Both Greater and Lesser Yellowlegs forage in the shallow water of flooded fields near the Mississippi River at this time of year. These shorebirds spend a few weeks in the area before moving on to their breeding grounds in the north.
“No matter how deeply you come to know a place, you can keep coming back to know it more.” ~Rebecca Solnit
During the recent arctic blast, Reelfoot Lake froze over and ice formed around the base or foot of the Cypress trees which stand out in the water. This usually happens once or twice each winter, and is a beautiful gift of nature that shouldn’t be missed.
“To appreciate the beauty of a snowflake it is necessary to stand out in the cold.” ~Aristotle
“[W]hat a severe yet master artist old Winter is … No longer the canvas and the pigments, but the marble and the chisel.” ~John Burroughs
… Winter is the king of showmen Turning tree stumps into snowmen …
… And spreading sugar over lakes.
Smooth and clean and frosty white, The world world looks good enough to bite … ~Ogden Nash
“Winter giveth the fields, and the trees so old, their beards of icicles and snow.” ~Henry Wadsworth Longfellow
“If you listen carefully, the silence is beautiful.” ~Unknown
We often hear the call of a Barred Owl as we walk in the woods of the refuge, but never seem to be in the right place to actually see one. Recently, however, while driving through the refuge, we stopped the car because I wanted to get a photo of a stream running through the woods. As I opened the door to get out, a startled Barred Owl in a nearby tree took flight and landed in another tree a few yards down the road. We had unknowingly stopped in the same place where an owl was sitting. It was a very pleasant surprise.
The Barred Owl with its Razor-sharp Talons.
Barred Owl scrambling up the branch of a tree.
Now you see me, now you don’t.
A stream running through the woods near where the owl sat.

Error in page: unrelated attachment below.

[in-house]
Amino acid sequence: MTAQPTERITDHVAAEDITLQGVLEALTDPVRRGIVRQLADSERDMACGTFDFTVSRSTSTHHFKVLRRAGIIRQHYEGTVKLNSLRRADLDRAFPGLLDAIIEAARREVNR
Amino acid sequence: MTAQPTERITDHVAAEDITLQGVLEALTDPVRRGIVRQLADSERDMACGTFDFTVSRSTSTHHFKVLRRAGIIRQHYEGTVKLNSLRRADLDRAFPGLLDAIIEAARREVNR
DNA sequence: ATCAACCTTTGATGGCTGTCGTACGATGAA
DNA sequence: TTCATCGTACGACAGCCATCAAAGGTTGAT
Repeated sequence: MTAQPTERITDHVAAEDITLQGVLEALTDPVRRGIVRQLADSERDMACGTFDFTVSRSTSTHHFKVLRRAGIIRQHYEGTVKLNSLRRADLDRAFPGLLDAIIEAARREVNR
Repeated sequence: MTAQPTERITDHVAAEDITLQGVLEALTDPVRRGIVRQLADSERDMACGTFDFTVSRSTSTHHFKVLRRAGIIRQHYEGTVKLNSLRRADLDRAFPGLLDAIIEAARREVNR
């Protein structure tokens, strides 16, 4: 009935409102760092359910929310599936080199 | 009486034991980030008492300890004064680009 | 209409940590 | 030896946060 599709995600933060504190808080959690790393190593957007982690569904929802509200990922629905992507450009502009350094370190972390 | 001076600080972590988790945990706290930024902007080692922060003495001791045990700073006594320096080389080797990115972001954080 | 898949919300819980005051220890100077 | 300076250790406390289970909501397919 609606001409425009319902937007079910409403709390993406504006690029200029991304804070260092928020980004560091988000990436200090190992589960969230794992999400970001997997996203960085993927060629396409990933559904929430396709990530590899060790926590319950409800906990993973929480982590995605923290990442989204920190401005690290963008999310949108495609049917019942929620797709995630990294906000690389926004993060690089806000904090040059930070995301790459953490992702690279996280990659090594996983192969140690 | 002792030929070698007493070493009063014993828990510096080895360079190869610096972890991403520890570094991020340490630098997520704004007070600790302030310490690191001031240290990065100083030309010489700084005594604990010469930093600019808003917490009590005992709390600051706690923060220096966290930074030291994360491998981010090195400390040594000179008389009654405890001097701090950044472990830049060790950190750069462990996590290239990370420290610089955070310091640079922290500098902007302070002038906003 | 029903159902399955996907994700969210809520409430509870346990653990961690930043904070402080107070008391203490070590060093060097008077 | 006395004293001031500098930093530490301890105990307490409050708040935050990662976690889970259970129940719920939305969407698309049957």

“The best part of the journey is the surprise and wonder along the way.” ~Ken Poirot
“Sameness” is a good word to describe these cold winter days of COVID-19. Yet within the sameness of each day come small blessings which make it more tolerable. The beauty of the sun glistening on the snow and icicles hanging from holly branches. A variety of birds which appear at the feeder with their many colors and personalities and songs. Robins gathering to drink water from melted snow puddles and huddling in sheltered spots with their big fluffy feathers. A flock of cardinals descending in unison on a nearby bush at feeding time. Daffodils and magic lily leaves peeping out of the ground bringing the promise of spring. A phone call from a loved one. Sometimes, small things are precious things — gifts given by our Creator to add variety to our day and uplift the heart. It’s important to remember to be thankful and not let the “sameness” put a damper on our souls.
“A good memory is one that can remember the day’s blessings and forget the day’s troubles.” ~Irish Blessings
At this time of the year, we have learned to keep an eye out for the Snow Geese in open fields near the Mississippi River. On this day, we found a large group of Snow Geese, mixed with other species of geese and some ducks, out grazing for food. The sound that they make as they move about the field reminds me of a room full of ladies all talking and laughing at the same time. But even more memorable is the sound that a startled flock makes when it shoots off the ground simultaneously. The wave of flapping wings and loud, high pitched squawks echo as the frenzied birds soar skyward.
“If you want to live a memorable life, you have to be the kind of person who remembers to remember.” ~Joshua Foer
Walking the trails and road in the wildlife refuge during the summer can be challenging due to heat, high humidity and a large number of mosquitoes which live there. It’s always nice when the weather cools down and the mosquitoes hibernate or die. Then, it is possible to walk at a slower pace and take the time to enjoy the sights.
“So you see, imagination needs moodling – long, inefficient, happy idling, dawdling and puttering.” ~Brenda Ueland